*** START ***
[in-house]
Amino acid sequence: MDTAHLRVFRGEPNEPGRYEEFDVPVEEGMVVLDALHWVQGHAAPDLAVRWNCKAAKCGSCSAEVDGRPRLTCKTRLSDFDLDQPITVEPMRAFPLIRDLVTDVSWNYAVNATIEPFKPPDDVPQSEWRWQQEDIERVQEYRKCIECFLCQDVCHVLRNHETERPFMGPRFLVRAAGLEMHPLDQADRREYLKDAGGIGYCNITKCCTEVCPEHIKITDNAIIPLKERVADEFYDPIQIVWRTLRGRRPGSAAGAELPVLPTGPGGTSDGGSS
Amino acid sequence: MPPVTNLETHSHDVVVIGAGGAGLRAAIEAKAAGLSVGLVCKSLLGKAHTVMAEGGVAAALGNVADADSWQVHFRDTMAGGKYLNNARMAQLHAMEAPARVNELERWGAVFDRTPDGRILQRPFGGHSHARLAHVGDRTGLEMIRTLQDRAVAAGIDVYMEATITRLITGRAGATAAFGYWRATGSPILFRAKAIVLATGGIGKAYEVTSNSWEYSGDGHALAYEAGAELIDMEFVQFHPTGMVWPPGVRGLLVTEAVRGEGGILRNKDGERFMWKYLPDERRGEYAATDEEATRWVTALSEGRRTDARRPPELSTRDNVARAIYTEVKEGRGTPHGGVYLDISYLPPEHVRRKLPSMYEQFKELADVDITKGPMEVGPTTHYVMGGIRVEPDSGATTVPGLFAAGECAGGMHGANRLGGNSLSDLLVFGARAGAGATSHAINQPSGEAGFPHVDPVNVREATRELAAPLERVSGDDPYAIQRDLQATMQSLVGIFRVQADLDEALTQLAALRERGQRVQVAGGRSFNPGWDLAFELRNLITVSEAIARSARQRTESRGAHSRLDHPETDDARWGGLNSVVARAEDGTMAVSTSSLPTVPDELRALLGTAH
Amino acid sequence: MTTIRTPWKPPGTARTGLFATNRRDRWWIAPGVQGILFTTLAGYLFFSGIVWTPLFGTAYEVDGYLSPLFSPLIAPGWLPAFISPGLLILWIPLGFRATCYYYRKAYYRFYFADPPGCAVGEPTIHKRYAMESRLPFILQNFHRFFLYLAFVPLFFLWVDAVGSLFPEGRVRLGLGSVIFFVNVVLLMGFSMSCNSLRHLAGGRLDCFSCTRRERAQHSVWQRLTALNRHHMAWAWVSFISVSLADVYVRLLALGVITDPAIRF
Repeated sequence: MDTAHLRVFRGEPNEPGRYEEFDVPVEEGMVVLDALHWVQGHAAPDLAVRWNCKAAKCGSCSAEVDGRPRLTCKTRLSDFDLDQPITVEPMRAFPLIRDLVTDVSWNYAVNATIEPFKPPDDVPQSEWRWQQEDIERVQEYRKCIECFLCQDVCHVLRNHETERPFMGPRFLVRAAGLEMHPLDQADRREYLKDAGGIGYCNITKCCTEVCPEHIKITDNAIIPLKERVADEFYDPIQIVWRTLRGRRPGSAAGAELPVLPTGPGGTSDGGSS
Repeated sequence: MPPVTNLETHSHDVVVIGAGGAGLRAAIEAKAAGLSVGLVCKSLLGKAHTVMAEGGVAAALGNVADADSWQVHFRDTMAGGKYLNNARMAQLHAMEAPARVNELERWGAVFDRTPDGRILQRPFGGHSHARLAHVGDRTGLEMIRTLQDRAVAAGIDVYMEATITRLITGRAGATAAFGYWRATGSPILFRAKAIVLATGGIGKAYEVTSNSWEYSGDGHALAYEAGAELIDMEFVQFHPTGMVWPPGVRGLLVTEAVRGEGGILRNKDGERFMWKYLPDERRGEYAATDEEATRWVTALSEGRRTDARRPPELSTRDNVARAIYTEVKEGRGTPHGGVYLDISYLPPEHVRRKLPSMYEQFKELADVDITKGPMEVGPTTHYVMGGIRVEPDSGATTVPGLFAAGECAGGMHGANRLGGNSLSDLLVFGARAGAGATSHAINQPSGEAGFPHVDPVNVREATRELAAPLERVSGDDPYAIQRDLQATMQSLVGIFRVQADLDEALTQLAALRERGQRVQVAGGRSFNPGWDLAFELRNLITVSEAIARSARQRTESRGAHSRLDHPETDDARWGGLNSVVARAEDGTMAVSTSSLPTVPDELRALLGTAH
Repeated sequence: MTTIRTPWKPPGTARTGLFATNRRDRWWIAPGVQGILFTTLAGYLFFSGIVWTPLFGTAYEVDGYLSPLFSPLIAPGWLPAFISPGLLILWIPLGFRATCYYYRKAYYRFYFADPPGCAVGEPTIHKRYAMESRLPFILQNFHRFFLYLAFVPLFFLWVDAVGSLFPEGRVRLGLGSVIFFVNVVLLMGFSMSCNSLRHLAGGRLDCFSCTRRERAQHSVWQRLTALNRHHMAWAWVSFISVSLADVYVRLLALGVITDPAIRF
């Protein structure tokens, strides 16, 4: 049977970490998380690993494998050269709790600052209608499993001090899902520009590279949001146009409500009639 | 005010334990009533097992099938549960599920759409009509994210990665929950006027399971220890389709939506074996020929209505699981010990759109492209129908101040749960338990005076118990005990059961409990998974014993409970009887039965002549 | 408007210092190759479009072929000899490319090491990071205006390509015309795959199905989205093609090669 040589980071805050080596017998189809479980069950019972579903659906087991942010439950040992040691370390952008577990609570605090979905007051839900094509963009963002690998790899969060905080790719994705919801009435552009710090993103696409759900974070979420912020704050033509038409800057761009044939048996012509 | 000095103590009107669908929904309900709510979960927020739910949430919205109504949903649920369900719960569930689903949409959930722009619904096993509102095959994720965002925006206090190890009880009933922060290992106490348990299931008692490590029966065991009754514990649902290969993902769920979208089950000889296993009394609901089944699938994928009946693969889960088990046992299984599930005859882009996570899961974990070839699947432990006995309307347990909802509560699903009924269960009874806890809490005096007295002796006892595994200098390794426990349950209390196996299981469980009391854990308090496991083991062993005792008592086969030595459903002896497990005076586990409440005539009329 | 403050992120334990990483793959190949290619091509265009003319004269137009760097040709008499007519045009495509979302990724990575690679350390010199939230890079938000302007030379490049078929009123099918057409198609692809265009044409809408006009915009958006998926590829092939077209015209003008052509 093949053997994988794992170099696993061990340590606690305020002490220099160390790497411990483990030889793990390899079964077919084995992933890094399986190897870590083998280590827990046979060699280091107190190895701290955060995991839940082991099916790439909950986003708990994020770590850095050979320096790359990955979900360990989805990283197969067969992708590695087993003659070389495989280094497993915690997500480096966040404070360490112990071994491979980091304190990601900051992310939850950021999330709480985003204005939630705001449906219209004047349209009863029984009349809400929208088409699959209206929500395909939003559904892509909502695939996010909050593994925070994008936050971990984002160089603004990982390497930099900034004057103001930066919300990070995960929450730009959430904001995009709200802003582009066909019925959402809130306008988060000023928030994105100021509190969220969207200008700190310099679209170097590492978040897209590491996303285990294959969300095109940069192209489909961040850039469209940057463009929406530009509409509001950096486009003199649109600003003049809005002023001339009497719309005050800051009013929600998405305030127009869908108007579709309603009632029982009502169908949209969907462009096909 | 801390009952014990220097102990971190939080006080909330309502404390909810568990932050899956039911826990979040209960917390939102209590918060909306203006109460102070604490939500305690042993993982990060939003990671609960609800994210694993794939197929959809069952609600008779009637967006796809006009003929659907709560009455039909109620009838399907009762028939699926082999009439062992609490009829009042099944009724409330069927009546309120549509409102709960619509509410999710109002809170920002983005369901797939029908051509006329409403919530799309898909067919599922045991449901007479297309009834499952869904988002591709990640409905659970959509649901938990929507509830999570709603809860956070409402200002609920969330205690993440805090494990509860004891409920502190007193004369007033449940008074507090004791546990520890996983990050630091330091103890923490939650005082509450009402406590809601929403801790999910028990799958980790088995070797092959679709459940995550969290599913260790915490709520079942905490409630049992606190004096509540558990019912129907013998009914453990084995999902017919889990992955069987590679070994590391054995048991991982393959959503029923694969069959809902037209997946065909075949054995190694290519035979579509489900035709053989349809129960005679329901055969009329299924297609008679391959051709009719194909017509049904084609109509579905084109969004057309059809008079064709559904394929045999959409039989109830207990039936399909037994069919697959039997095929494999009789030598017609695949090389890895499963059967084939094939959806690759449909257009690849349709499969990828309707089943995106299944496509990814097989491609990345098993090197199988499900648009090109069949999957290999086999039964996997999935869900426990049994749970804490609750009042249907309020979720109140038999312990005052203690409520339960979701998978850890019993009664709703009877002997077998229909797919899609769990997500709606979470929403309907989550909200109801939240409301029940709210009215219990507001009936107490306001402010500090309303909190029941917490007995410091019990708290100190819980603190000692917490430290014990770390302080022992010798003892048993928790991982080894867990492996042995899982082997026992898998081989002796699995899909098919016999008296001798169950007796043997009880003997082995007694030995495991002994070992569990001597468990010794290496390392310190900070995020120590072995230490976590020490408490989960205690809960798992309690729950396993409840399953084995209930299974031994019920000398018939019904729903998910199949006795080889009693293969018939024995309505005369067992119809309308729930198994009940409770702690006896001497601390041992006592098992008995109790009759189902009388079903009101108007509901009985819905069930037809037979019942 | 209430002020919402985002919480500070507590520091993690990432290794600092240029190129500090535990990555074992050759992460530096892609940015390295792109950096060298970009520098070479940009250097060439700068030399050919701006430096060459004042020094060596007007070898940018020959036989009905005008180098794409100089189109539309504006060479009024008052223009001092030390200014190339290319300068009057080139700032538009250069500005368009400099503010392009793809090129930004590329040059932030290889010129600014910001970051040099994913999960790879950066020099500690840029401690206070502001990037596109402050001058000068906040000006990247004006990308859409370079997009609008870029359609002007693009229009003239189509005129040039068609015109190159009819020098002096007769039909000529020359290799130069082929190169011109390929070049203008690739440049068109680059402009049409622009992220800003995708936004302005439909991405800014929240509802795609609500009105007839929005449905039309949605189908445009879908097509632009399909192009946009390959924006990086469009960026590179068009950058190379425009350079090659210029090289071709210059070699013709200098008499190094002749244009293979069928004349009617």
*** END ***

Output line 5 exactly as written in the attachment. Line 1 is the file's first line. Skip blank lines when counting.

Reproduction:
Repeated sequence: MDTAHLRVFRGEPNEPGRYEEFDVPVEEGMVVLDALHWVQGHAAPDLAVRWNCKAAKCGSCSAEVDGRPRLTCKTRLSDFDLDQPITVEPMRAFPLIRDLVTDVSWNYAVNATIEPFKPPDDVPQSEWRWQQEDIERVQEYRKCIECFLCQDVCHVLRNHETERPFMGPRFLVRAAGLEMHPLDQADRREYLKDAGGIGYCNITKCCTEVCPEHIKITDNAIIPLKERVADEFYDPIQIVWRTLRGRRPGSAAGAELPVLPTGPGGTSDGGSS